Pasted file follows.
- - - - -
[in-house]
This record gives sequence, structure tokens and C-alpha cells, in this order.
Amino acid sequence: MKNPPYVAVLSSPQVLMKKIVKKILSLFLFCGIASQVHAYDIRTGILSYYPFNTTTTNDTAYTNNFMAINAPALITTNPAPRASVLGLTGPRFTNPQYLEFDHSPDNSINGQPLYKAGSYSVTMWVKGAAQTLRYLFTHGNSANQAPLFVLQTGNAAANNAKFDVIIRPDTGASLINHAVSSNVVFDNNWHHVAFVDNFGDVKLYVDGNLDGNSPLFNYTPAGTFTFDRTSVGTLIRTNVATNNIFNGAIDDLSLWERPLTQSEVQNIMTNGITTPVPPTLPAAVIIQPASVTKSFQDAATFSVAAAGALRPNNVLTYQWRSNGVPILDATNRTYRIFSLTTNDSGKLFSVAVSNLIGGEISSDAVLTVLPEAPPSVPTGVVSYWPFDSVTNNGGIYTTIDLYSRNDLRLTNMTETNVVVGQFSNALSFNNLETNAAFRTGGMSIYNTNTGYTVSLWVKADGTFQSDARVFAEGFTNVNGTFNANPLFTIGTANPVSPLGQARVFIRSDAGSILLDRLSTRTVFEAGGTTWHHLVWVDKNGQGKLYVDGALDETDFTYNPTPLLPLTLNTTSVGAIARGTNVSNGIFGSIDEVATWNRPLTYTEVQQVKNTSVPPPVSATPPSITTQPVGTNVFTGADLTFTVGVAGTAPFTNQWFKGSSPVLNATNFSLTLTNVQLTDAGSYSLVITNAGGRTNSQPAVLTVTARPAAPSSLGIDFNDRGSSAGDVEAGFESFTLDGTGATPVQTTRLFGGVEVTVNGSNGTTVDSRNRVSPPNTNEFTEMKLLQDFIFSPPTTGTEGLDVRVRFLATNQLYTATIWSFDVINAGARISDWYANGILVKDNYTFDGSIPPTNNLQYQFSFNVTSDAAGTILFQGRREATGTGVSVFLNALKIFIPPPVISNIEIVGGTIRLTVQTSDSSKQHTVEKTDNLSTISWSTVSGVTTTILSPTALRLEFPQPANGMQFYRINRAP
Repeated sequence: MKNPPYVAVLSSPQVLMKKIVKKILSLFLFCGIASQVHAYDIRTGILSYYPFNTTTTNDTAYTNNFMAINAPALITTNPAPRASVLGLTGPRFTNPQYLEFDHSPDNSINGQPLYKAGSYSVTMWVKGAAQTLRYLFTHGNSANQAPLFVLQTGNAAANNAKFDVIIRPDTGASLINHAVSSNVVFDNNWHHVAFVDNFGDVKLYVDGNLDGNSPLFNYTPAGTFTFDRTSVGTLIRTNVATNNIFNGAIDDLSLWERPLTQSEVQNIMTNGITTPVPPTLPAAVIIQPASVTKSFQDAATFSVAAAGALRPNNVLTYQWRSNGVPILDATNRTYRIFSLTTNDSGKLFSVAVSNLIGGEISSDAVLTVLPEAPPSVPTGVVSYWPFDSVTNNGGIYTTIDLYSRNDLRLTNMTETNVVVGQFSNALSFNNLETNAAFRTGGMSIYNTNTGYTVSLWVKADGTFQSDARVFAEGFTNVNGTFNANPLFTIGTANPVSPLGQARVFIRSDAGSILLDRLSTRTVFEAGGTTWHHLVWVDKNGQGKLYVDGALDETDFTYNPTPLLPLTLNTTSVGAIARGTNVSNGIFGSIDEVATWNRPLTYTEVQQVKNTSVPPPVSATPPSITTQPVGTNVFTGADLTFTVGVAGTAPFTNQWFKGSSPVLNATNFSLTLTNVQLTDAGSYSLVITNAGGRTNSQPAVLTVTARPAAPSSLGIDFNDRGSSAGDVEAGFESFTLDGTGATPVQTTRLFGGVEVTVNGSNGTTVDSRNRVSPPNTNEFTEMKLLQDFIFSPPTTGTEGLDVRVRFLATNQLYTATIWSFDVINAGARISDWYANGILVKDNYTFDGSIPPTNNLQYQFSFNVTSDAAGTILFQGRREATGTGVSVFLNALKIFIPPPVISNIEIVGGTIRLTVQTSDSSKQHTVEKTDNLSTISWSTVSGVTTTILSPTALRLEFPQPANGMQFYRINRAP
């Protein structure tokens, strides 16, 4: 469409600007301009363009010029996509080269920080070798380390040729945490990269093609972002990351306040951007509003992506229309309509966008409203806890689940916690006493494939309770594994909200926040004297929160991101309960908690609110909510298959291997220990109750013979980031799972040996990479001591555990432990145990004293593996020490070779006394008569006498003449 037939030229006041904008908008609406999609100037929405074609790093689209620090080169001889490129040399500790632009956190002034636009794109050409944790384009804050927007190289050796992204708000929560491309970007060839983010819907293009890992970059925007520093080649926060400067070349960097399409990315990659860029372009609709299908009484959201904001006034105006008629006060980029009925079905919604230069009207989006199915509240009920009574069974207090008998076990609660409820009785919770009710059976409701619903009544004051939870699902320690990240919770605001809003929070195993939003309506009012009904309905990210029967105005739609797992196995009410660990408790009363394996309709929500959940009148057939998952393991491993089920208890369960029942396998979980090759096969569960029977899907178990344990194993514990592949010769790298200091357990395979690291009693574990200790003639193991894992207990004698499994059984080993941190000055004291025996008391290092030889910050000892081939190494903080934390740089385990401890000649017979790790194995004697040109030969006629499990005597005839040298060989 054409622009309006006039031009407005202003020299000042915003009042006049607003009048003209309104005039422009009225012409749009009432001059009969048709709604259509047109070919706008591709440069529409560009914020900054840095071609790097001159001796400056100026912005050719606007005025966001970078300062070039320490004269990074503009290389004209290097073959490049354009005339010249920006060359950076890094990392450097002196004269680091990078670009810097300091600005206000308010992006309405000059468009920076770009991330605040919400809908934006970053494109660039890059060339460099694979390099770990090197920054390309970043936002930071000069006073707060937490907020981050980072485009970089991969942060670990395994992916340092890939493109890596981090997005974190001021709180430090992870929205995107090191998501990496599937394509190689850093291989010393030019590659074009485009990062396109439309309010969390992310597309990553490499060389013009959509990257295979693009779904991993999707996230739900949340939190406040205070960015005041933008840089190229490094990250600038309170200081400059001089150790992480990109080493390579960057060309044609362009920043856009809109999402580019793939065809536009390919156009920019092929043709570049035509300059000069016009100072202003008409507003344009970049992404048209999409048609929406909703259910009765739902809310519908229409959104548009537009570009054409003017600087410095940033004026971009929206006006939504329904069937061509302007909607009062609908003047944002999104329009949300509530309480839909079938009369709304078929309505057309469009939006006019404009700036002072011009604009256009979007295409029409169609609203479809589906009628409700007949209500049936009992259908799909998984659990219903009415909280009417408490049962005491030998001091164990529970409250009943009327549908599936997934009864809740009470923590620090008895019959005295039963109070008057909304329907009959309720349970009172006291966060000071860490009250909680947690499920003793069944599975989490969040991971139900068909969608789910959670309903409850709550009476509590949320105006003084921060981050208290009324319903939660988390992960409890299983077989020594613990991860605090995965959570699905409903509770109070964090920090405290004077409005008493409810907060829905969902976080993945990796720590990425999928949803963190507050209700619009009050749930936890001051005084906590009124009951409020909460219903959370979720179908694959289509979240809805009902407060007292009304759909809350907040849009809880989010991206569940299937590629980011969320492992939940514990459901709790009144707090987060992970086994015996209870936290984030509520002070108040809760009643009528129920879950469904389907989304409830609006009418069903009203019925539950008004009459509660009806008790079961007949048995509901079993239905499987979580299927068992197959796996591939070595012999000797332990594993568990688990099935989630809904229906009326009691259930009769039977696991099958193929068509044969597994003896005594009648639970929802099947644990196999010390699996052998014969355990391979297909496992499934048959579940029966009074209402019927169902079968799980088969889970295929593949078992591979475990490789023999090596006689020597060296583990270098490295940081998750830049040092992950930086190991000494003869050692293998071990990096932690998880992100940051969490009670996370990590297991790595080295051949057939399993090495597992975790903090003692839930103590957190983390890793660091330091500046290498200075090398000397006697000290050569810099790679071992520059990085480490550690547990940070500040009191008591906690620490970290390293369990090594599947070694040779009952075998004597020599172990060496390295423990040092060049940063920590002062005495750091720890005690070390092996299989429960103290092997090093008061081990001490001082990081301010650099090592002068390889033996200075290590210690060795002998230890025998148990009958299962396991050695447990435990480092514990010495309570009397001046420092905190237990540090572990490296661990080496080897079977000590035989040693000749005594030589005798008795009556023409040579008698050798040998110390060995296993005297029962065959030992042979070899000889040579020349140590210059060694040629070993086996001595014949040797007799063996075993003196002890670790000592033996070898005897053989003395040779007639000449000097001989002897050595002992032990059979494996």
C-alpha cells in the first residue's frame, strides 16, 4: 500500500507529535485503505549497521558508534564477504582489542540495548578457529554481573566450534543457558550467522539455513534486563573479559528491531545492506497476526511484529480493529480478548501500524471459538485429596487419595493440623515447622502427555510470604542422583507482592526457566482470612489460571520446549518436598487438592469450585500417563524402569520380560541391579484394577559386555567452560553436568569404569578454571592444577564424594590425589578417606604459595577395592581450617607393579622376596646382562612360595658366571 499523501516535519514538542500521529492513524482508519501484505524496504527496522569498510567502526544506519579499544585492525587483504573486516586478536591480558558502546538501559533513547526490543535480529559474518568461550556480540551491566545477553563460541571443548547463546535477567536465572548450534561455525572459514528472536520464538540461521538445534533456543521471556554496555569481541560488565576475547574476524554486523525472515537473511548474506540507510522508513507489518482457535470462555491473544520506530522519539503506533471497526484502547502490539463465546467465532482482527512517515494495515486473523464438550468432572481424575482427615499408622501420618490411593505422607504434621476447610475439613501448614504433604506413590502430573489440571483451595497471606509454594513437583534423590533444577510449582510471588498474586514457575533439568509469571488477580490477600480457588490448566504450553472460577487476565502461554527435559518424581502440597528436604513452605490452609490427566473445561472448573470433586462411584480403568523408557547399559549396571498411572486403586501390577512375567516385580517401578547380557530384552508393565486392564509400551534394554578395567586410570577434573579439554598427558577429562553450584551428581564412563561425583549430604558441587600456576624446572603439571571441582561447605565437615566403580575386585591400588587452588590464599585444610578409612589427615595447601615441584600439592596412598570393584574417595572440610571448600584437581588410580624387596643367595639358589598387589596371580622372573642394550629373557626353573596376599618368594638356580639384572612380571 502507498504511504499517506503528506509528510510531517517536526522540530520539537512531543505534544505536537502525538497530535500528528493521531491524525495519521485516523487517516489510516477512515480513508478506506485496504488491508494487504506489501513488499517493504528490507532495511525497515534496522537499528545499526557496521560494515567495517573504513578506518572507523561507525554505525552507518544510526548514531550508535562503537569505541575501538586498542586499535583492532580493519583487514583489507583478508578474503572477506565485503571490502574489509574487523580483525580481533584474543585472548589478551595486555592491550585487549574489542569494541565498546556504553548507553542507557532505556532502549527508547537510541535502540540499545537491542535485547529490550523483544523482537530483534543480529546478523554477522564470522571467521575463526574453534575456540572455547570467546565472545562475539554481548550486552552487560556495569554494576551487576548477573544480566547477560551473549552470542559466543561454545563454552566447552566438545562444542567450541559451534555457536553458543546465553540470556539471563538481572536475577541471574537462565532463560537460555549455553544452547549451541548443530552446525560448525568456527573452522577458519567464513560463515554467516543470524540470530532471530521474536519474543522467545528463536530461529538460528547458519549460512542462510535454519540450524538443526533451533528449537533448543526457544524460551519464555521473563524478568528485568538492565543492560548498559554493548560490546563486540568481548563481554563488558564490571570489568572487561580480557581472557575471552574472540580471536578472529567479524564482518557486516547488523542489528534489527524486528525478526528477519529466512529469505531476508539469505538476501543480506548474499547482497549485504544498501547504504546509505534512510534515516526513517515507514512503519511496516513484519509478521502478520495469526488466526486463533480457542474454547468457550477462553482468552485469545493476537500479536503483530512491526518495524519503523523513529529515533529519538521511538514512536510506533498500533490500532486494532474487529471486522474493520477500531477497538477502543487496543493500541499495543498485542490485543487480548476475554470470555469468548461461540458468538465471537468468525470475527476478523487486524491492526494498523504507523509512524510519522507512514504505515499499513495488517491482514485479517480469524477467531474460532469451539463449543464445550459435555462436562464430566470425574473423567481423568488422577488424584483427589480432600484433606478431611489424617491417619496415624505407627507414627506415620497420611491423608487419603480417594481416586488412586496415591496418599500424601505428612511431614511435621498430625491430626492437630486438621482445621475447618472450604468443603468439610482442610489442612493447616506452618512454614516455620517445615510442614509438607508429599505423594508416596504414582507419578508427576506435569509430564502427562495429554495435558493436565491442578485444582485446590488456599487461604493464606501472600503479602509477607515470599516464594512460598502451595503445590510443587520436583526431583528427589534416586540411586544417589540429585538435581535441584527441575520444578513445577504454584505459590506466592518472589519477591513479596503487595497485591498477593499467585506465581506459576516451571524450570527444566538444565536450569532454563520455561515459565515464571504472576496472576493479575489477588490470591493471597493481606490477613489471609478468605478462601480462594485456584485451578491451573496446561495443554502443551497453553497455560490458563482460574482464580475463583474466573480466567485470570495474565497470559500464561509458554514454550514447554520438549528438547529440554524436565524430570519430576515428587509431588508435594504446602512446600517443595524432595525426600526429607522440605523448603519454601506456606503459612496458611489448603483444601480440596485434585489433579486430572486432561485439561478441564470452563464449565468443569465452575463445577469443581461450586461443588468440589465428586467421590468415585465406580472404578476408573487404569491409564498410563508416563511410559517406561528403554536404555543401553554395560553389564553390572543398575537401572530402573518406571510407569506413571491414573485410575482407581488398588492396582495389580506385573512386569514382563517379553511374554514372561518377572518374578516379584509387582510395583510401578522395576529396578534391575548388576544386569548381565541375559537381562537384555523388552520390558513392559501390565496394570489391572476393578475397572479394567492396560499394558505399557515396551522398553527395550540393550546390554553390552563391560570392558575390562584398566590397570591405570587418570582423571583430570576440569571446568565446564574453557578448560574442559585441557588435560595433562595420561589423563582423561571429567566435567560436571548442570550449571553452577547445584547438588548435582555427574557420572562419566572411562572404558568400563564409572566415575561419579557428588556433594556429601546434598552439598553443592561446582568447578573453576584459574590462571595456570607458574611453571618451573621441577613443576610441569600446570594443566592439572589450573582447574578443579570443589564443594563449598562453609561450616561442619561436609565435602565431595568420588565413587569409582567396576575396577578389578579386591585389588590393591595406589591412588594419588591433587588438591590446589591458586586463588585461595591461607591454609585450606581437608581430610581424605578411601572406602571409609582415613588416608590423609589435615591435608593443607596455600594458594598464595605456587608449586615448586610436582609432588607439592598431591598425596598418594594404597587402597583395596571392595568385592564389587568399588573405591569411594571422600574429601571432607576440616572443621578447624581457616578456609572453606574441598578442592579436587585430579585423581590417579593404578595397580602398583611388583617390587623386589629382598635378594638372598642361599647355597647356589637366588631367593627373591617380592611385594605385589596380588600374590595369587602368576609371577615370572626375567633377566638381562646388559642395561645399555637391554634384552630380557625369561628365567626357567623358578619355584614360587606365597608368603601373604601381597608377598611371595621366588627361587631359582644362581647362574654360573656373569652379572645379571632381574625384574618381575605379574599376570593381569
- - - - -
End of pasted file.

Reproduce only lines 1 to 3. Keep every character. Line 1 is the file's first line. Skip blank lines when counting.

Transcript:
[in-house]
This record gives sequence, structure tokens and C-alpha cells, in this order.
Amino acid sequence: MKNPPYVAVLSSPQVLMKKIVKKILSLFLFCGIASQVHAYDIRTGILSYYPFNTTTTNDTAYTNNFMAINAPALITTNPAPRASVLGLTGPRFTNPQYLEFDHSPDNSINGQPLYKAGSYSVTMWVKGAAQTLRYLFTHGNSANQAPLFVLQTGNAAANNAKFDVIIRPDTGASLINHAVSSNVVFDNNWHHVAFVDNFGDVKLYVDGNLDGNSPLFNYTPAGTFTFDRTSVGTLIRTNVATNNIFNGAIDDLSLWERPLTQSEVQNIMTNGITTPVPPTLPAAVIIQPASVTKSFQDAATFSVAAAGALRPNNVLTYQWRSNGVPILDATNRTYRIFSLTTNDSGKLFSVAVSNLIGGEISSDAVLTVLPEAPPSVPTGVVSYWPFDSVTNNGGIYTTIDLYSRNDLRLTNMTETNVVVGQFSNALSFNNLETNAAFRTGGMSIYNTNTGYTVSLWVKADGTFQSDARVFAEGFTNVNGTFNANPLFTIGTANPVSPLGQARVFIRSDAGSILLDRLSTRTVFEAGGTTWHHLVWVDKNGQGKLYVDGALDETDFTYNPTPLLPLTLNTTSVGAIARGTNVSNGIFGSIDEVATWNRPLTYTEVQQVKNTSVPPPVSATPPSITTQPVGTNVFTGADLTFTVGVAGTAPFTNQWFKGSSPVLNATNFSLTLTNVQLTDAGSYSLVITNAGGRTNSQPAVLTVTARPAAPSSLGIDFNDRGSSAGDVEAGFESFTLDGTGATPVQTTRLFGGVEVTVNGSNGTTVDSRNRVSPPNTNEFTEMKLLQDFIFSPPTTGTEGLDVRVRFLATNQLYTATIWSFDVINAGARISDWYANGILVKDNYTFDGSIPPTNNLQYQFSFNVTSDAAGTILFQGRREATGTGVSVFLNALKIFIPPPVISNIEIVGGTIRLTVQTSDSSKQHTVEKTDNLSTISWSTVSGVTTTILSPTALRLEFPQPANGMQFYRINRAP